Today’s reference and reflection comes from Matthew 6:1-15 (with much emphasis on the foremost part in verses 1-4). It’s a classic passage yet often overlooked when one is consumed by their emotions and awe of another, especially towards others whom we assume are called by the LORD. I say the latter part with such stringency, purely because of the countless fallen leaders among our churches of today.

As a man of few words (in-person, not in blog form), I genuinely fear the LORD my God. I fear the LORD because I fear His wrath and judgement when I sin against Him. I know when I upset my Heavenly Father. And though I am a child of God, forgiven in His grace and abundant love, I strive to not take advantage of His love, grace and mercy, and instead, live a life that pleases Him.

I never set out to please others, even in a work environment… I naturally strive to do the best job that I can achieve in the timeframe and role that I have, but I never climb up people’s backsides. Personally, I’m not a fan of buttering up to others or pursuing people of interest (i.e. pursuing an attractive girl, or securing a particular job, or eyeing a person over a worthless favour).

The One whom I want to please is the LORD. And though I’m a slow reader, I do strive in my utmost ability and in God’s strength to abide and follow the Holy Scriptures and put His Word into practice. Since my student days in Dundee, I’ve been inspired to live out Philippians 4:8-9 (ESV), which reads as follows:

Finally, brothers, whatever is true, whatever is honorable, whatever is just, whatever is pure, whatever is lovely, whatever is commendable, if there is any excellence, if there is anything worthy of praise, think about these things. What you have learned and received and heard and seen in me—practice these things, and the God of peace will be with you.

Returning back to Matthew 6:1-15. I am aware of a believer’s code of conduct, if it were, to give to the poor and pray to God, but do we need to broadcast our “righteous” deeds? Is it counter-productive in maturing as born-again believers? At the end of the day, the moment we broadcast our deeds, we actually achieve nothing.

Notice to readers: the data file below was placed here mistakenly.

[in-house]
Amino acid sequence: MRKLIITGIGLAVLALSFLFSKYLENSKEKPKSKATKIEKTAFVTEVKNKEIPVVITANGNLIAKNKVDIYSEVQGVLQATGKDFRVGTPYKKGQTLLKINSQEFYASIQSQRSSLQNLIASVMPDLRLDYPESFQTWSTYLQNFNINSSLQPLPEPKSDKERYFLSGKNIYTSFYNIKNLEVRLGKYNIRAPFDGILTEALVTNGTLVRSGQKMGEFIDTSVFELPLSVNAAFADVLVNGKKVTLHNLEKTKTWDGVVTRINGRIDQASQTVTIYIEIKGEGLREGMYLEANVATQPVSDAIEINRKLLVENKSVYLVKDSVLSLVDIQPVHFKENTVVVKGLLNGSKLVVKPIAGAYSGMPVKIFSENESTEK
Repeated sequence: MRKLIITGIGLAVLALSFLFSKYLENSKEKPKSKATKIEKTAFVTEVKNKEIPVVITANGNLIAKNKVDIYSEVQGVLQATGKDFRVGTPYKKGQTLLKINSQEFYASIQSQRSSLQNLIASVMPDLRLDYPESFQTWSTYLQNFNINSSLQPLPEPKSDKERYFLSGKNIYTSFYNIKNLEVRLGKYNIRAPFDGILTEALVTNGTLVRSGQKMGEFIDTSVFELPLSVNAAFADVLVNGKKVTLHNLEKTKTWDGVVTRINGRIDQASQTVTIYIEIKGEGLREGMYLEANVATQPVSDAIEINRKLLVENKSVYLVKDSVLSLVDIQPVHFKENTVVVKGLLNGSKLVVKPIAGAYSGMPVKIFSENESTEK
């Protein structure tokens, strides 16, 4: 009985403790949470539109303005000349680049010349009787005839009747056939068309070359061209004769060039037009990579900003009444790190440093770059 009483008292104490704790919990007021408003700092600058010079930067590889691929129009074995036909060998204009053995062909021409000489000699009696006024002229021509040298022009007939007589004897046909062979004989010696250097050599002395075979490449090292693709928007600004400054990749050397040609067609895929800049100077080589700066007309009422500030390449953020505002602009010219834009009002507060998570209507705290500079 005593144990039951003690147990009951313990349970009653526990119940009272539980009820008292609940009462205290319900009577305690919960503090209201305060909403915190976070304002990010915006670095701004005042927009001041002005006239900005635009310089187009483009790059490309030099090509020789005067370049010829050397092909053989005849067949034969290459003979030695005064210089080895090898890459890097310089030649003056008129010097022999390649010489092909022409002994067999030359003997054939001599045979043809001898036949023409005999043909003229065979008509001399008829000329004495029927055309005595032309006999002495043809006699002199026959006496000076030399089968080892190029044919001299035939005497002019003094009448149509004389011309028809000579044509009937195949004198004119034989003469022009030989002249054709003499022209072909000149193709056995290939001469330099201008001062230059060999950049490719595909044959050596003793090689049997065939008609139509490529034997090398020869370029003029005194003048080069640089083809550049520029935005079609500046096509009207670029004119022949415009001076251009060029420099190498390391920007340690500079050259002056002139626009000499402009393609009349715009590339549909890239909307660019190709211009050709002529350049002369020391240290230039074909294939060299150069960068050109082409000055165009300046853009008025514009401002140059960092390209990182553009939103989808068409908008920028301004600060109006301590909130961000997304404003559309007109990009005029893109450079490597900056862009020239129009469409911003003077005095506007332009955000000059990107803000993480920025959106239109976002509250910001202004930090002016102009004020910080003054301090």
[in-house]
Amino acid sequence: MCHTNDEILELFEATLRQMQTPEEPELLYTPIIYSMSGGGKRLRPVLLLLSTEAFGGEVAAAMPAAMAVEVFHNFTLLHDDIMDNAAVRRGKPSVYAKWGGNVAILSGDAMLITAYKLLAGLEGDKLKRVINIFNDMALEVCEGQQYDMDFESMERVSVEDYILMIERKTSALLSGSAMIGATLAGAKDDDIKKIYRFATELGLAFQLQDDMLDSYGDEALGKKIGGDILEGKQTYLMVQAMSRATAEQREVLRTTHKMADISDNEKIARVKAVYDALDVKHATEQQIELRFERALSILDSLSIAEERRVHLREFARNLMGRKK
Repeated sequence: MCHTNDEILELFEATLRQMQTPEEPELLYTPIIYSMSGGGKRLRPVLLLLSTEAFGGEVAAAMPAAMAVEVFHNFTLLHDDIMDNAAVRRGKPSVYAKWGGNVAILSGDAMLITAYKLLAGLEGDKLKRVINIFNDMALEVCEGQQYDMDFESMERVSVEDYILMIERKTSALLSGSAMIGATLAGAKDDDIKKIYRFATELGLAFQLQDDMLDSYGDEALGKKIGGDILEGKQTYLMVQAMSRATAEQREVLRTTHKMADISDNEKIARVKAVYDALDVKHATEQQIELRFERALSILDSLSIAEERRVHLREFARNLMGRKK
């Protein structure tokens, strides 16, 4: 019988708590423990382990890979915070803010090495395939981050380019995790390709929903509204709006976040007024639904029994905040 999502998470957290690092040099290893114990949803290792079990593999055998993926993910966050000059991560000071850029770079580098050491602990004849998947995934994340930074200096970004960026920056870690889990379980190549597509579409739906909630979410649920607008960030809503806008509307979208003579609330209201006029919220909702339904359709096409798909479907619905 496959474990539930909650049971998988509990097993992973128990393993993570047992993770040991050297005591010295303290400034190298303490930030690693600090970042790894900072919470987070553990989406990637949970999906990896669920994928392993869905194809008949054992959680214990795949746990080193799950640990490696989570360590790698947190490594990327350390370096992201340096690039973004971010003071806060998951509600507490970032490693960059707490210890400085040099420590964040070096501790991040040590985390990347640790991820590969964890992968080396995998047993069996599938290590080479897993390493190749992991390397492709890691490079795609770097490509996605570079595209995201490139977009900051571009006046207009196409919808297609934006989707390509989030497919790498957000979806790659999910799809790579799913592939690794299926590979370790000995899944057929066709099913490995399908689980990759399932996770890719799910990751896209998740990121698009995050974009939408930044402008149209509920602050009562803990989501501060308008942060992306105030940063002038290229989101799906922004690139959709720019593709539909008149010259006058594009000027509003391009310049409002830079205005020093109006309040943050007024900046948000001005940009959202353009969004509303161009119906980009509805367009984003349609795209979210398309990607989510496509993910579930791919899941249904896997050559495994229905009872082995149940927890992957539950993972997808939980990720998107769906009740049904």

Matthew 6:1-4 is something of an interesting passage for the 21st Century Church. Certain denominations sponge off the need to broadcast the good works of a local church or a particular ministry. They think that broadcasting equals progress with God’s work in a local community. At the same time, it depends on the nature of the broadcast itself. Notice that baptismal testimonies (and testimonies of folk coming to faith through various ministries) are often more sincere than the public good deeds of a local church, because the former is the one that pleases and gives God the glory. The latter creates a layer of pride within a congregation, even those who don’t actually serve (for various reasons), yet there is a feel good factor when one is associated with a serving church.

I know of a dear sister in Christ, whom I see as a grandmother. Her name is Minnie, and if my memory is correct, she is over 95 years of age. She is a devoted sister in Christ. Minnie loves doing things in secret. However, she genuinely hates it when her good deeds are noticed and is broadcasted to the church… such as making pancakes for over a hundred children at a kids club during the seasonal programmes each year. I feel for Minnie, because she is one who genuinely loves to serve others in Christ without question and without grandeur. She is a Christian who simply gets on with it… i.e. serving diligently.

I also know of younger brothers in Christ who seem to think they are something like Andrew Lloyd Webber’s rendition of Jesus Christ Superstar.

“Oh… look at me, I fed a homeless bloke! Pray with ME!”

“Look at me, I adopted a child from Africa and named him Bob! Pray with ME!”

It’s nice that folk have news to share, but if you genuinely want to please the LORD and not come across as a self-righteous hypocrite. Don’t garner attention like the self-righteous celebrities of today’s society. That’s called philanthropy, which is based upon public acts and self-seeking glorification. God calls us to serve the needy, and sound no trumpet in doing so.

The attitude reminds me of a similar, yet different way in attracting praise when we want to reward ourselves. During my tender years at elementary school, we often drew pictures during art sessions. I never asked for a critique from my peers, I was too transpired by what I wanted to draw and create. Others however, had to interject with an innocent comment “My picture looks rubbish!” Our group would stop drawing and take notice. We would all look up and in our own tender eyes of deception, we would think, “Oh wow! Cool.” We often replied with words of encouragement. However, it grew old, as folk simply voiced such remarks simply to seek attention of self-worth.

Part of the problem is that people hate feeling vulnerable, much like I struggle to write blogs, because it exposes my experience in digital pixels, as I wrestle with everyday life. Instead, people would rather gloat over the good, hence why we literally struggle to converse our profound hardship of everyday life with fellow brothers and sisters in Christ. Our heads are tilted at right angles that we look like we are walking among the clouds in a very Picasso-esque fashion.

And this is why I enjoy Casting Crown, the contemporary Christian music band and the song Stained Glass Masquerade, which I shall let you Google the lyrics and study for yourselves.

With that in mind, I shall quietly meditate on 2 Corinthians 12:1-10.


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